This spring, it's expected that women in New Jersey will no longer need a prescription in order to get their hands on birth control pills and other contraceptives.

A law signed by Gov. Phil Murphy in January, and set to take effect in May as of now, will permit pharmacies to hand over "self-administered hormonal contraceptives" without needing to see a doctor's order — such as pills, vaginal rings, and diaphragms.

"The more women who know about this means the more women who can take advantage, and the fewer women stuck with unplanned pregnancies," said Maria Sophocles, a reproductive rights activist and founding medical director of Women's Healthcare of Princeton.

Sophocles helped to craft the bill with state Sen. Shirley Turner, D-Mercer. It cleared the Senate by a vote of 31-5 in May and was advanced by the full Assembly in December by a vote of 64-14.

“Since women are often juggling the demands of jobs and family responsibilities, going through the hassle, time, and expense of seeing a doctor for a birth control prescription rarely fits into their schedules," Turner said when the bill was signed into law. "Removal of barriers to contraceptives is a great advantage to women, especially since there are pharmacies on nearly every corner, with some open 24 hours per day."

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According to Turner, New Jersey joins 20 states, the District of Columbia, and more than 100 countries in "freeing the pill."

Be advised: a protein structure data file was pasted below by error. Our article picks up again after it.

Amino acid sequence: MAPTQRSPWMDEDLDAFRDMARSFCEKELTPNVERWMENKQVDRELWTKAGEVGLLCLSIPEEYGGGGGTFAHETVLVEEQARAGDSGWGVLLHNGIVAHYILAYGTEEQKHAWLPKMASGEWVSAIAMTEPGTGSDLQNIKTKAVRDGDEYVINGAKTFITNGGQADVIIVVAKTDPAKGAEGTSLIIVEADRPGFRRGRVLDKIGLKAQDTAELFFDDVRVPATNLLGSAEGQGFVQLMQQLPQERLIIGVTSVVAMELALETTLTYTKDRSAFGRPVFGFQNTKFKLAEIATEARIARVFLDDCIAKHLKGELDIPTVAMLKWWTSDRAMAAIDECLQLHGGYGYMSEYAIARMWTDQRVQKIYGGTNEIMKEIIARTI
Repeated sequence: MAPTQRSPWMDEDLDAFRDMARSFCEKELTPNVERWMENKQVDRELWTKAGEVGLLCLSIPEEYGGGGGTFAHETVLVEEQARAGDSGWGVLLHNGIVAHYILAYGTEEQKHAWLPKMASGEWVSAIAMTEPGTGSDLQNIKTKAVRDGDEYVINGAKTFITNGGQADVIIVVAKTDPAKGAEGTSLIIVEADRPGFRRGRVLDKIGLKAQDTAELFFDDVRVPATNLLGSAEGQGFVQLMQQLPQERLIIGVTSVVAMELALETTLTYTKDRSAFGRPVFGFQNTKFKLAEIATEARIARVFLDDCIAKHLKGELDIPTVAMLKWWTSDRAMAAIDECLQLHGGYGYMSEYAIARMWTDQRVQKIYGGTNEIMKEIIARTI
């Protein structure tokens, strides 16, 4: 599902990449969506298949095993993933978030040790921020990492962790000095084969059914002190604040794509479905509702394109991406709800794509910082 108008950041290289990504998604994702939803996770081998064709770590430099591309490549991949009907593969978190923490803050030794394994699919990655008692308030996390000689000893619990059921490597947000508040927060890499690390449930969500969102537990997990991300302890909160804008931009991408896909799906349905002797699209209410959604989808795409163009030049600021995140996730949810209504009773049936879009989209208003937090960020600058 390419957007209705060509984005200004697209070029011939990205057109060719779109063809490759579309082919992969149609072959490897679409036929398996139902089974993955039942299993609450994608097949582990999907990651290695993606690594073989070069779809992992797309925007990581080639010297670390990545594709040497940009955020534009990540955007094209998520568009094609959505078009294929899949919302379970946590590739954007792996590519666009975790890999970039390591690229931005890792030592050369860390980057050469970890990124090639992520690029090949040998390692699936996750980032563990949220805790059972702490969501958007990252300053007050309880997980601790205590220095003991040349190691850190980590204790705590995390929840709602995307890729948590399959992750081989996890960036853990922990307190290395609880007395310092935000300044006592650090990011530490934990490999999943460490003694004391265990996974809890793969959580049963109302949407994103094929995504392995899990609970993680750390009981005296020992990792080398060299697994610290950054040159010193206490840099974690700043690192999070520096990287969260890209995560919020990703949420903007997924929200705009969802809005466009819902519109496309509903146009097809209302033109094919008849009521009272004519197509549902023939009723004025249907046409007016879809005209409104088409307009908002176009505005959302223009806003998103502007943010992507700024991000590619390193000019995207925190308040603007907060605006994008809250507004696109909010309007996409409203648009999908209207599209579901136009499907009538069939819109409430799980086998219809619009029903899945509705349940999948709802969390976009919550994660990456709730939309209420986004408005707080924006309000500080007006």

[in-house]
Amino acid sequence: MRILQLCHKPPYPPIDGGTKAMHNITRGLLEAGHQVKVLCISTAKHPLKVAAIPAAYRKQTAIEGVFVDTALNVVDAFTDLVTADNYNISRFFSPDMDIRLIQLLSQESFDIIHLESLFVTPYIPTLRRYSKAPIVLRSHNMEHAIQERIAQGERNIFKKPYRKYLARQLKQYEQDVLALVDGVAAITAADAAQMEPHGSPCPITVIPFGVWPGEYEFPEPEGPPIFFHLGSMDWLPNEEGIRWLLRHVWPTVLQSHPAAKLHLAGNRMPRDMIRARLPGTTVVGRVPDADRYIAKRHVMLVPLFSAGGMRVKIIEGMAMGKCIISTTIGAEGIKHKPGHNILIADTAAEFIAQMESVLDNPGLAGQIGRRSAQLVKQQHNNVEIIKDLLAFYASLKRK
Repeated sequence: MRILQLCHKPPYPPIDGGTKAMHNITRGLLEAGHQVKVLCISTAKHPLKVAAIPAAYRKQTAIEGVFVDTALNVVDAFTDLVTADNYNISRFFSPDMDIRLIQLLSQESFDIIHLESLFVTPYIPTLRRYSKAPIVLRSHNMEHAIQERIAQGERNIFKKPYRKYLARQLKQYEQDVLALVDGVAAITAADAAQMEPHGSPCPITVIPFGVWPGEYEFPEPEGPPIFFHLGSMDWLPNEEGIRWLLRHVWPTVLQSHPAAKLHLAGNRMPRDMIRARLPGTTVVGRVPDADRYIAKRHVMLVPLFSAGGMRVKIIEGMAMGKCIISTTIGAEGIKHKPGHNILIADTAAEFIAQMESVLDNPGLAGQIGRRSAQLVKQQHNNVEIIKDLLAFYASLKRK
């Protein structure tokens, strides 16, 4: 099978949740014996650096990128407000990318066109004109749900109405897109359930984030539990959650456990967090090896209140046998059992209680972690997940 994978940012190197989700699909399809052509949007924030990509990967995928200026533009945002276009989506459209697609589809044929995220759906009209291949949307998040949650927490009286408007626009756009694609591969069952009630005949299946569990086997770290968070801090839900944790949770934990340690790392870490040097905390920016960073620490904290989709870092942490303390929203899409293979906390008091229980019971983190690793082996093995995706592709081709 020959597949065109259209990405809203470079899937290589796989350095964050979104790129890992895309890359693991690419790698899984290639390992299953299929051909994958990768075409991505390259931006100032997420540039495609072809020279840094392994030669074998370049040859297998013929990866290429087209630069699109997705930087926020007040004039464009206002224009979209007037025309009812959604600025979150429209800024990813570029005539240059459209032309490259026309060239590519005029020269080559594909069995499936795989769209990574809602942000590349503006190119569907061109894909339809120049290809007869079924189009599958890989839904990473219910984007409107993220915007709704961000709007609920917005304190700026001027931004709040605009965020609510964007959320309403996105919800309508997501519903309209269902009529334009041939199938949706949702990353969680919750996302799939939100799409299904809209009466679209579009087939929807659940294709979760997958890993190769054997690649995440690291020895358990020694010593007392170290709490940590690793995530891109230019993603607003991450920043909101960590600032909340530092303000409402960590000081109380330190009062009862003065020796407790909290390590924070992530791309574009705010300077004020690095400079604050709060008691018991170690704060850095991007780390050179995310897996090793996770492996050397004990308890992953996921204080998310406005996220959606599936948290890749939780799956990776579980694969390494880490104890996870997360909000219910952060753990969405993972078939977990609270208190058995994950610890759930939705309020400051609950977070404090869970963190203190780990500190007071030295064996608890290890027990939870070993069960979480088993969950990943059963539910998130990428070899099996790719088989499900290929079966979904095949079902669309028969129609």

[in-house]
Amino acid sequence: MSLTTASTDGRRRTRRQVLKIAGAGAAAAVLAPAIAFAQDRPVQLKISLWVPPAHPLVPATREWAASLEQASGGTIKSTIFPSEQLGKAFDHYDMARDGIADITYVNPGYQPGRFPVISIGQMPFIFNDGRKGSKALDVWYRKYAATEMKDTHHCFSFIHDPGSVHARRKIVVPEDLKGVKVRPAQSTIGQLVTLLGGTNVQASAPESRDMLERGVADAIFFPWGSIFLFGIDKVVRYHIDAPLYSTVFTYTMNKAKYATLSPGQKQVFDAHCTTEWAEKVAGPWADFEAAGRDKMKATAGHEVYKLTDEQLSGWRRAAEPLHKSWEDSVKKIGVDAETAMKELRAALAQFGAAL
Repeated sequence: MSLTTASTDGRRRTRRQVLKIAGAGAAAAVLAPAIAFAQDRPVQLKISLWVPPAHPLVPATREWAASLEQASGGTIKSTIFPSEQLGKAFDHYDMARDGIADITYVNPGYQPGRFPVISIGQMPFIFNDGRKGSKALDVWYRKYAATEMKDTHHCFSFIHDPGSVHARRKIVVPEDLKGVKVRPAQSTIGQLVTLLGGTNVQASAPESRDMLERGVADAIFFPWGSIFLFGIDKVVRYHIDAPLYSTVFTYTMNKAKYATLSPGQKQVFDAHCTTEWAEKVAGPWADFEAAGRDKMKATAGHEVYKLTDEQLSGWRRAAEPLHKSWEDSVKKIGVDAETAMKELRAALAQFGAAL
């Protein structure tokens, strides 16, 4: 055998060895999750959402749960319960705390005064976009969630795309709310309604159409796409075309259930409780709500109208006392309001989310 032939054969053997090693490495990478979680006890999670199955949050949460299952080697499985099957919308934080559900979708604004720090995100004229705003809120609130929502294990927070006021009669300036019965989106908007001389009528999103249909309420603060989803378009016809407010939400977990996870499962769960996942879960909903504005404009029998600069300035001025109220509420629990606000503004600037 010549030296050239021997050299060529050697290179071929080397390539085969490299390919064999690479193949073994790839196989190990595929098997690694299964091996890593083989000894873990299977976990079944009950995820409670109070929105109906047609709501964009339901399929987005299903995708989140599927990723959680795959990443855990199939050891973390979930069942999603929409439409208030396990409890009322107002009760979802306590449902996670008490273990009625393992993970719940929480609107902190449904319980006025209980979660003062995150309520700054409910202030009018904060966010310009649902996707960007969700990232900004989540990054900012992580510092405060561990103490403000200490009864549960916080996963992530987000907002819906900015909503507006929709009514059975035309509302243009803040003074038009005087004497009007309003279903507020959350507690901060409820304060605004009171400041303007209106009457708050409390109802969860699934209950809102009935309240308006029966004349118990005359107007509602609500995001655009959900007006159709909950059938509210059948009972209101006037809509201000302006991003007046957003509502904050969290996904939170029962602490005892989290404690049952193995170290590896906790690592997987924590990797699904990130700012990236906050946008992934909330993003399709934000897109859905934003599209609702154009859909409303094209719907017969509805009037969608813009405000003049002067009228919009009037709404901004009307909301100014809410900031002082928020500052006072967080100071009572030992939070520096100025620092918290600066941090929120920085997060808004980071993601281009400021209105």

How to get contraceptives without a prescription in NJ


Once the law takes effect, individuals can visit their local pharmacy for contraceptives, without a prescription in hand — but it's not exactly a "no questions asked" situation.

A "self-screening" tool will have to be filled out in order to ascertain a person's risk. Much of what's asked is similar to what a doctor or nurse practitioner may ask during a woman's visit to their office.

"There are very few people, it turns out, for whom the pill is unsafe," Sophocles said.

Access to prescription-free contraceptives will not be limited to only New Jersey residents. Pharmacies will be permitted to provide the products to out-of-staters as well.

Under a bill signed into law in January 2022, private insurance providers and Medicaid must cover a 12-month supply of contraception. Still, advocates note, not all residents have health care or can afford a trip to the doctor in order to get a prescription.

The New Jersey Department of Health is tasked with creating an awareness campaign about the latest law.

Because the new law will likely reduce the amount of interaction between patient and doctor, Sophocles pointed out that women should not forgo gynecology visits completely — a yearly visit is advised for women over the age of 18.

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